verb (used without object), flip-flopped, flip-flop·ping.
Origin of flip-flop
Examples from the Web for flip-flop
Everyone dressed appropriately and even impeccably—not a flip-flop in sight.The Exciting-but-Depressing Obama-Tumblr Student-Loan Summit|Kelly Williams Brown|June 11, 2014|DAILY BEAST
Even Mitt Romney waited more than two years to flip-flop on key issues.‘Bridgegate’ Won’t Be the End of Christie 2016, but the DREAM Act Could Be|Dean Obeidallah|January 8, 2014|DAILY BEAST
Earnest attempts at spin aside, the facts lead directly to accusations of a flip-flop.Holder, Carney Under Attack as Scandal-Gate Widens|John Avlon|May 14, 2013|DAILY BEAST
The press would blow the whistle on this naked opportunism, and the flip-flop police would beat him senseless.The New Era of Evolution Helps Pols Switch Stance on Issues from Gay Marriage to Immigration|Howard Kurtz|April 3, 2013|DAILY BEAST
For Leibler, there is more at stake in the last minute flip-flop than a single U.N. resolution.
"Nothing," she said, making a flip-flop into the thistles and dancing among them without feeling their sharp points.The Lost Princess of Oz|L. Frank Baum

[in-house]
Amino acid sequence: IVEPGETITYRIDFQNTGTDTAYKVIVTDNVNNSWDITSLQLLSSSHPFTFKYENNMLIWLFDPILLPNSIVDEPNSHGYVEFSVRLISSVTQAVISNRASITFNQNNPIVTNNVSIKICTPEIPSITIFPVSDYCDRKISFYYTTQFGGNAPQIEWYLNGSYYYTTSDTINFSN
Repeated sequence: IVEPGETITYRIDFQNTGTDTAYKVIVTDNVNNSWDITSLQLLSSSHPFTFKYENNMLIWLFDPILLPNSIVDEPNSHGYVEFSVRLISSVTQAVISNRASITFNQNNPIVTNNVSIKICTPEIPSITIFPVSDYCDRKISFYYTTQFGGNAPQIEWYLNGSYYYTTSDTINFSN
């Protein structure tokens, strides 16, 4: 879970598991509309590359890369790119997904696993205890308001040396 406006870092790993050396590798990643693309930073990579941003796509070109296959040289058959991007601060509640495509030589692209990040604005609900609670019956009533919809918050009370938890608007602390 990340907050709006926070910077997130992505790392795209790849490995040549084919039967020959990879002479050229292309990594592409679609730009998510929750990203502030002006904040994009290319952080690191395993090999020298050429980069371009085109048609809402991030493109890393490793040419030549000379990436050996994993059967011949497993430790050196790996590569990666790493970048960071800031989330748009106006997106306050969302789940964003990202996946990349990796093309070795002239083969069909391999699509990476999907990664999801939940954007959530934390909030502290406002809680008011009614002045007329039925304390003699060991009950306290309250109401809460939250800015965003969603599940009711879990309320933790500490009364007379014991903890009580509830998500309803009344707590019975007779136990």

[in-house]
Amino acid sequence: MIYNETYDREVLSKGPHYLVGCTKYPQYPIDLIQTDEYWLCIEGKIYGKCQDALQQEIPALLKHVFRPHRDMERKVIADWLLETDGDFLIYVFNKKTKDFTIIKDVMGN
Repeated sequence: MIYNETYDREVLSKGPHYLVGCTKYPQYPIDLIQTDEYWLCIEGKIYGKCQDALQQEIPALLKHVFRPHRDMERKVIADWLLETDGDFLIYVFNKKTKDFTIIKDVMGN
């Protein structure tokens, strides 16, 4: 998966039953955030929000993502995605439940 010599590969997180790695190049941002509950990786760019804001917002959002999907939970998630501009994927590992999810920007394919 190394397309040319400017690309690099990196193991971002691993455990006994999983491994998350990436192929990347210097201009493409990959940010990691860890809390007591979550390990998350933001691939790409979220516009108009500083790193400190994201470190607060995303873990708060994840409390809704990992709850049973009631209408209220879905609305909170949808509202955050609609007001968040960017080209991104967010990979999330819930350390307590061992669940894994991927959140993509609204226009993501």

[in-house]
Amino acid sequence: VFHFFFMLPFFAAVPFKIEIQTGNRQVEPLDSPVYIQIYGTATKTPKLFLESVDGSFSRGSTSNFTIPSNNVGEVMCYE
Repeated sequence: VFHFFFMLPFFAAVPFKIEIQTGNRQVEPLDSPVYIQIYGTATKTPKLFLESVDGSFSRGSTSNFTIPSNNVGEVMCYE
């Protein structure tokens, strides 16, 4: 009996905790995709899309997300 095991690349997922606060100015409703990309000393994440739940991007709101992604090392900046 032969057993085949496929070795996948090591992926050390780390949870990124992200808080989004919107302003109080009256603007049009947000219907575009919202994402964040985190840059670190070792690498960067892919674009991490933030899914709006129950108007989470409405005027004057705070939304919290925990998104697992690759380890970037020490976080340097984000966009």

At first he couldn't stand up on his head at all, just turning over in a sort of flip-flop every time he tried.Uncle Wiggily in Wonderland|Howard R. Garis
It wobbled and twisted, turned half a flip-flop, righted itself and was at the dark antagonist once more.Witches Cove|Roy J. Snell
The flip-flop of the fish sounded distinctly in that quiet place.Poor Man's Rock|Bertrand W. Sinclair
That fellow certainly turned a flip-flop, when he found out who we were.The Boy Aviators in Africa|Wilbur Lawton
British Dictionary definitions for flip-flop
verb -flops, -flopping or -flopped (intr)
Word Origin for flip-flop
Word Origin and History for flip-flop
also flip flop, "thong sandal," by 1972, imitative of the sound of walking in them (flip-flap had been used in various echoic senses, mostly echoic, since 1520s); sense of "complete reversal of direction" dates from 1900.
Flip-flaps, a peculiar rollicking dance indulged in by costermongers, better described as the double shuffle; originally a kind of somersault. [Hotten's Slang Dictionary, 1864]